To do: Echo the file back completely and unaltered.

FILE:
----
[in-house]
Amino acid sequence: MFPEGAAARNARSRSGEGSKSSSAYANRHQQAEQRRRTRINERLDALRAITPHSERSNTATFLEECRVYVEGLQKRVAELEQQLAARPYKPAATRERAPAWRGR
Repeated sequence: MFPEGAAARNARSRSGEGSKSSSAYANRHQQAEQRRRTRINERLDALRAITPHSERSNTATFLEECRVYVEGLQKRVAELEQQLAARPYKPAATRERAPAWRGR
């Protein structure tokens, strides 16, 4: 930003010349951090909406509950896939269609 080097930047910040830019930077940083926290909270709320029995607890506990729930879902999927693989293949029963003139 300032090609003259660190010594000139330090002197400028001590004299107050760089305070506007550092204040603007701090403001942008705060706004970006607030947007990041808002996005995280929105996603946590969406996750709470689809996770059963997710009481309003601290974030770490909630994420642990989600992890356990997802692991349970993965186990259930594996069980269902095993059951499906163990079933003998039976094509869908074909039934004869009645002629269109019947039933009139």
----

[in-house]
Amino acid sequence: MFPEGAAARNARSRSGEGSKSSSAYANRHQQAEQRRRTRINERLDALRAITPHSERSNTATFLEECRVYVEGLQKRVAELEQQLAARPYKPAATRERAPAWRGR
Repeated sequence: MFPEGAAARNARSRSGEGSKSSSAYANRHQQAEQRRRTRINERLDALRAITPHSERSNTATFLEECRVYVEGLQKRVAELEQQLAARPYKPAATRERAPAWRGR
């Protein structure tokens, strides 16, 4: 930003010349951090909406509950896939269609 080097930047910040830019930077940083926290909270709320029995607890506990729930879902999927693989293949029963003139 300032090609003259660190010594000139330090002197400028001590004299107050760089305070506007550092204040603007701090403001942008705060706004970006607030947007990041808002996005995280929105996603946590969406996750709470689809996770059963997710009481309003601290974030770490909630994420642990989600992890356990997802692991349970993965186990259930594996069980269902095993059951499906163990079933003998039976094509869908074909039934004869009645002629269109019947039933009139």